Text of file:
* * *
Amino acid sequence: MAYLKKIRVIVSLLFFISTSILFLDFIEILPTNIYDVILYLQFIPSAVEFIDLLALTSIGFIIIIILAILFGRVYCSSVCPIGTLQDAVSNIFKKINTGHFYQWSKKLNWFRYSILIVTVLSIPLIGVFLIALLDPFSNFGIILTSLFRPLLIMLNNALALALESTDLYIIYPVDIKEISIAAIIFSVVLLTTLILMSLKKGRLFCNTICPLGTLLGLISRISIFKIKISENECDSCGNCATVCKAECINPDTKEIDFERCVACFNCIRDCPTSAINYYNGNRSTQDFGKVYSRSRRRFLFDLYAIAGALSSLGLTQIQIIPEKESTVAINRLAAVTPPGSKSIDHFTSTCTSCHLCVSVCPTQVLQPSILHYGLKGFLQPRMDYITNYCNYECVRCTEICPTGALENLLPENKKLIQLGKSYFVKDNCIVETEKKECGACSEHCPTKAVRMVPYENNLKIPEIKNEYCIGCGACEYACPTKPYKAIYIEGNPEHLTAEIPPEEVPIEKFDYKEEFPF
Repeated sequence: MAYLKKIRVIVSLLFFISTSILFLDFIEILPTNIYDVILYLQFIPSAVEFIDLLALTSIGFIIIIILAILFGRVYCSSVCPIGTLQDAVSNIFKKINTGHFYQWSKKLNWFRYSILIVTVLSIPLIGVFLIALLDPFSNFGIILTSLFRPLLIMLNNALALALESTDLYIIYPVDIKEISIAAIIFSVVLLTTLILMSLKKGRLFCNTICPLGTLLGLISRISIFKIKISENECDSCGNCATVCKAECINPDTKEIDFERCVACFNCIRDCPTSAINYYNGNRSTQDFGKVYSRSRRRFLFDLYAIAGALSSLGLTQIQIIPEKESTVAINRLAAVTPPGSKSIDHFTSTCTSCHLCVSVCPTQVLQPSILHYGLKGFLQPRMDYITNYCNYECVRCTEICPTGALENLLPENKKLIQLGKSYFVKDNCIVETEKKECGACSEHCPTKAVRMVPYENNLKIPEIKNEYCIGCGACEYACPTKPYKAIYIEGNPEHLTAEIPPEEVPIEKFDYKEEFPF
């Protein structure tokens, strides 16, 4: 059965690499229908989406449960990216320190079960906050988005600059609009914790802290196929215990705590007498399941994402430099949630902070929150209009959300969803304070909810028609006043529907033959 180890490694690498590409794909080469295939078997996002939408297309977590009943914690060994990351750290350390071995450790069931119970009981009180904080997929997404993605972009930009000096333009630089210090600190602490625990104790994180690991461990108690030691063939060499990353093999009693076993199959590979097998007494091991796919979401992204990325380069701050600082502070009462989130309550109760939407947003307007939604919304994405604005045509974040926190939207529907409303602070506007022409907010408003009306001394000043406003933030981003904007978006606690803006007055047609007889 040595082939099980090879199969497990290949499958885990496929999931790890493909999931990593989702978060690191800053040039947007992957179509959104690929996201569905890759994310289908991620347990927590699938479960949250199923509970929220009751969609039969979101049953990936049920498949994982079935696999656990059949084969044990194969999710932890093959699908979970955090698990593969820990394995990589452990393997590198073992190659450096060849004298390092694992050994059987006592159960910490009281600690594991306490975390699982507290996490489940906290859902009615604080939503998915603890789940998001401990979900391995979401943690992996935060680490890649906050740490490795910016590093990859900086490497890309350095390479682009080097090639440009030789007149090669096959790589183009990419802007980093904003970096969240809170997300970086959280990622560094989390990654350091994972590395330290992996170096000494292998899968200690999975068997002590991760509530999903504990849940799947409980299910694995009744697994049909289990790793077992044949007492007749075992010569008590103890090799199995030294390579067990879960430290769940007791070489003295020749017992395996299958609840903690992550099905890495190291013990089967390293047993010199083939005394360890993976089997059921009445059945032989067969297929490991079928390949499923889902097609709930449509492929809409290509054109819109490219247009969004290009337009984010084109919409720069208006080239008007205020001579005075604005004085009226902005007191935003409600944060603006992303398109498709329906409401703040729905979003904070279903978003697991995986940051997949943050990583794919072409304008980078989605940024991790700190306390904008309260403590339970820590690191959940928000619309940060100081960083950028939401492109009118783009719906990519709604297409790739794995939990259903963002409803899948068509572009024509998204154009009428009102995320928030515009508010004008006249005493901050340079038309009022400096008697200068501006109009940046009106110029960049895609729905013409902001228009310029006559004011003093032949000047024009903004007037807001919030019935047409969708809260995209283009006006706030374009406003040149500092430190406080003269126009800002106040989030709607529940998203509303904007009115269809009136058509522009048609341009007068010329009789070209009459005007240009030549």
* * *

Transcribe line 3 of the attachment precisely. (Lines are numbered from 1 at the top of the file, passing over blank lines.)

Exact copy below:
């Protein structure tokens, strides 16, 4: 059965690499229908989406449960990216320190079960906050988005600059609009914790802290196929215990705590007498399941994402430099949630902070929150209009959300969803304070909810028609006043529907033959 180890490694690498590409794909080469295939078997996002939408297309977590009943914690060994990351750290350390071995450790069931119970009981009180904080997929997404993605972009930009000096333009630089210090600190602490625990104790994180690991461990108690030691063939060499990353093999009693076993199959590979097998007494091991796919979401992204990325380069701050600082502070009462989130309550109760939407947003307007939604919304994405604005045509974040926190939207529907409303602070506007022409907010408003009306001394000043406003933030981003904007978006606690803006007055047609007889 040595082939099980090879199969497990290949499958885990496929999931790890493909999931990593989702978060690191800053040039947007992957179509959104690929996201569905890759994310289908991620347990927590699938479960949250199923509970929220009751969609039969979101049953990936049920498949994982079935696999656990059949084969044990194969999710932890093959699908979970955090698990593969820990394995990589452990393997590198073992190659450096060849004298390092694992050994059987006592159960910490009281600690594991306490975390699982507290996490489940906290859902009615604080939503998915603890789940998001401990979900391995979401943690992996935060680490890649906050740490490795910016590093990859900086490497890309350095390479682009080097090639440009030789007149090669096959790589183009990419802007980093904003970096969240809170997300970086959280990622560094989390990654350091994972590395330290992996170096000494292998899968200690999975068997002590991760509530999903504990849940799947409980299910694995009744697994049909289990790793077992044949007492007749075992010569008590103890090799199995030294390579067990879960430290769940007791070489003295020749017992395996299958609840903690992550099905890495190291013990089967390293047993010199083939005394360890993976089997059921009445059945032989067969297929490991079928390949499923889902097609709930449509492929809409290509054109819109490219247009969004290009337009984010084109919409720069208006080239008007205020001579005075604005004085009226902005007191935003409600944060603006992303398109498709329906409401703040729905979003904070279903978003697991995986940051997949943050990583794919072409304008980078989605940024991790700190306390904008309260403590339970820590690191959940928000619309940060100081960083950028939401492109009118783009719906990519709604297409790739794995939990259903963002409803899948068509572009024509998204154009009428009102995320928030515009508010004008006249005493901050340079038309009022400096008697200068501006109009940046009106110029960049895609729905013409902001228009310029006559004011003093032949000047024009903004007037807001919030019935047409969708809260995209283009006006706030374009406003040149500092430190406080003269126009800002106040989030709607529940998203509303904007009115269809009136058509522009048609341009007068010329009789070209009459005007240009030549």